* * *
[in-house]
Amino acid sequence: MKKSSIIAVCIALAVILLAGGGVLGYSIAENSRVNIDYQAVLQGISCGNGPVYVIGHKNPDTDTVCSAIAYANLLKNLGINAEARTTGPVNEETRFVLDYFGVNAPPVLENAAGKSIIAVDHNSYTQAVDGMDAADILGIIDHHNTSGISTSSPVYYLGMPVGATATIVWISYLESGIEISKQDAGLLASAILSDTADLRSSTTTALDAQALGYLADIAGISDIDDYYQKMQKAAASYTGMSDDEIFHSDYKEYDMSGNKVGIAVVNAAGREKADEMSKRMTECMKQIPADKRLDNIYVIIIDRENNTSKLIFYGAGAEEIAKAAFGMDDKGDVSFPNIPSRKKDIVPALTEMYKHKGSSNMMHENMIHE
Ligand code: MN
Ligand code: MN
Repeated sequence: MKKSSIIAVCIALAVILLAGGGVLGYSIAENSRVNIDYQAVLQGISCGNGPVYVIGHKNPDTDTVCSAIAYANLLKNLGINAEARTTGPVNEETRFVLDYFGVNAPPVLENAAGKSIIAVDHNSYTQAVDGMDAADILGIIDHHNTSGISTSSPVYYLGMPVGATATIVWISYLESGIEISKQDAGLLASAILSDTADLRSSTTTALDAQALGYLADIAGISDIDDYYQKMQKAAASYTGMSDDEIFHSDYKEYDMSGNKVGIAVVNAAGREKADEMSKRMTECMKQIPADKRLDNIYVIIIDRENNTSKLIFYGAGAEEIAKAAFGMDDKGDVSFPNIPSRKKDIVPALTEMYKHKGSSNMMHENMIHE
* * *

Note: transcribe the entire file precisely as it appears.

[in-house]
Amino acid sequence: MKKSSIIAVCIALAVILLAGGGVLGYSIAENSRVNIDYQAVLQGISCGNGPVYVIGHKNPDTDTVCSAIAYANLLKNLGINAEARTTGPVNEETRFVLDYFGVNAPPVLENAAGKSIIAVDHNSYTQAVDGMDAADILGIIDHHNTSGISTSSPVYYLGMPVGATATIVWISYLESGIEISKQDAGLLASAILSDTADLRSSTTTALDAQALGYLADIAGISDIDDYYQKMQKAAASYTGMSDDEIFHSDYKEYDMSGNKVGIAVVNAAGREKADEMSKRMTECMKQIPADKRLDNIYVIIIDRENNTSKLIFYGAGAEEIAKAAFGMDDKGDVSFPNIPSRKKDIVPALTEMYKHKGSSNMMHENMIHE
Ligand code: MN
Ligand code: MN
Repeated sequence: MKKSSIIAVCIALAVILLAGGGVLGYSIAENSRVNIDYQAVLQGISCGNGPVYVIGHKNPDTDTVCSAIAYANLLKNLGINAEARTTGPVNEETRFVLDYFGVNAPPVLENAAGKSIIAVDHNSYTQAVDGMDAADILGIIDHHNTSGISTSSPVYYLGMPVGATATIVWISYLESGIEISKQDAGLLASAILSDTADLRSSTTTALDAQALGYLADIAGISDIDDYYQKMQKAAASYTGMSDDEIFHSDYKEYDMSGNKVGIAVVNAAGREKADEMSKRMTECMKQIPADKRLDNIYVIIIDRENNTSKLIFYGAGAEEIAKAAFGMDDKGDVSFPNIPSRKKDIVPALTEMYKHKGSSNMMHENMIHE